Parking in downtown San Mateo could be a little pricier in the near future as officials hope increasing rates and fees will help eventually ease the city’s parking crunch.
Parking woes could be a good sign that the business district is bustling, but projections that show an additional 400 new spaces are needed to accommodate growth over the next 10 years are prompting changes to San Mateo’s outdated fee structure, officials say.
The City Council is considering doubling the hourly meter rates from 50 cents to $1 per hour in prime spaces while eliminating time restrictions for many off-street spaces. It will also vote Monday, April 6 whether to triple its outdated in-lieu fees downtown developers must pay if they can’t provide spaces over the next three years, according to a city report.
“We obviously want to be aware of other cities in the Peninsula and where they are with [parking rates] so we don’t want to get out of scale with the market,” said City Manager Larry Patterson.
The council will consider an ordinance adopting the new rates anticipated to generate an additional $500,000 annually as part of its continuing effort to institute its Downtown San Mateo Parking Management Plan, which it approved last year.
To account for varied parking needs, the city will implement new rates and hourly maximums based on location.
For prime on-street spaces in the downtown core, the rates will be increased to $1 per hour and the time limit reduced from four hours to three hours. Spaces on the second floor or higher in prime garages will run 50 cents per hour with no time limit. For on-street spaces outside the core, parking is proposed at 50 cents per hour with a three-hour maximum.
Premium street spaces are within the downtown core bordered by Fourth Avenue between El Camino Real and B Street, Second Avenue between B Street and San Mateo Drive, Third Avenue between San Mateo Drive and El Camino Real, and along El Camino Real between Third and Fourth avenues.
Value off-street parking lots off Fifth Avenue include near the Ravioli House and Talbot’s Toyland, which will also be 50 cents per hour with a three-hour maximum; and lots at the Samaritan House Worker Resource Center and the former Kinkos Lot, which will cost 25 cents per hour with no time limit, according to the report.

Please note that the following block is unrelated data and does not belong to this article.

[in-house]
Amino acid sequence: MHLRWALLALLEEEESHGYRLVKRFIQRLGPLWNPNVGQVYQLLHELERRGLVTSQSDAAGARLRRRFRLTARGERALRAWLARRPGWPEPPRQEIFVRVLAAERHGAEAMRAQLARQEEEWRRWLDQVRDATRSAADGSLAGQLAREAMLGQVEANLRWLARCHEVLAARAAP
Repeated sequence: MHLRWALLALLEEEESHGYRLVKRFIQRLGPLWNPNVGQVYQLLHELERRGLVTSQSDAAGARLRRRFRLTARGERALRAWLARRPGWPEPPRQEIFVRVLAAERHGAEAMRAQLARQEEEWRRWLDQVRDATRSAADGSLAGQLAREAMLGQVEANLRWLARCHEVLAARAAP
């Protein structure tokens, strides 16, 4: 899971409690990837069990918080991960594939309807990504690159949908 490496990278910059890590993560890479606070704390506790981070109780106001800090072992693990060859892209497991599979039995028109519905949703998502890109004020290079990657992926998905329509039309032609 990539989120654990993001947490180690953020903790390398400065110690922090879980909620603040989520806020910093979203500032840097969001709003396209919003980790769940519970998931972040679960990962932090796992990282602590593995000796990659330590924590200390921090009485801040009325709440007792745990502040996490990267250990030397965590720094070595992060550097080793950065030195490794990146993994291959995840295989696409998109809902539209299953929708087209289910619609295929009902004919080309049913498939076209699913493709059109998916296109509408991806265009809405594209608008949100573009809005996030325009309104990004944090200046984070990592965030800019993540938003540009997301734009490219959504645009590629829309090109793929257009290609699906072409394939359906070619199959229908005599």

“We actually have two functions behind raising the rates. First, we’re trying to get spaces appropriately priced, and it helps us manage the use of the spaces. For example, we have lower prices where we want [downtown business] employees to park,” Patterson said.
Councilman Joe Goethals agreed, adding the dynamic parking rates should encourage “people who work in the shops and the restaurants downtown to park in the [low-cost] lots and that will free up street parking for seniors and people trying to patronize the businesses.”
To include developers in the mix, the council may adjust in-lieu of parking fees that have been stuck at $9,000 per space since 1989. The council identified this as a key priority within its parking management plan as it’s anticipated to cost between $30,000 and $35,000 to create one new parking space within a garage.
The proposal would increase the in-lieu fee to $12,000 starting July 1, 2015, then up to $18,000 by July 1, 2016, then $25,000 starting July 1, 2017, and finally increasing by the area’s consumer price index in subsequent years, according to the report.
Patterson noted the significance of easing into the changes for downtown parkers and developers, adding they don’t want to discourage people from investing in downtown.
Staff felt increasing the rates in one fell swoop could “provide a real hindrance to some of the things going on, something like the three-corners projects,” Patterson said. “We don’t want to adversely impact them, but on the other hand, we want to get to where we need to be.”
The city will likely work with the Downtown San Mateo Association to conduct extensive public outreach educating people and businesses about the increases, Patterson said.
The new fee structure is aimed at helping support the eventual construction of a new parking garage for which Patterson said there isn’t yet a cost estimate, but added the Main Street garage cost $13 million to build.
As city officials continue to discuss the future of the Downtown Area Plan, it’s likely they will consider the worker resource center lot as a potential site to construct a new parking garage, Patterson said
If the council approves the proposed parking fee amendments Monday, it must again vote during a second reading April 20 before it could go into effect July 1, 2015.
In a continued attempt to ease parking downtown, the city may continue to work with the company Streetline to implement technology that could show real-time parking availability via a smartphone app, Patterson said. As officials continue to promote economic activity downtown, Patterson said parking is an inevitable challenge that needs continued work.
“There’s always that time when the economy is active and a lot of people want to come downtown and there’s new uses and intensified uses and it’s hard to keep up. Every retailer will tell you there’s not enough parking,” Patterson said. “In reality, we think there’s a strong supply of parking but we don’t argue the fact that we need to be adding spaces.”
The City Council meets 7 p.m. April 6 at City Hall, 330 W. 20th Ave., in San Mateo. For more information on this item go to cityofsanmateo.org/DocumentCenter/View/45164.
(650) 344-5200 ext. 106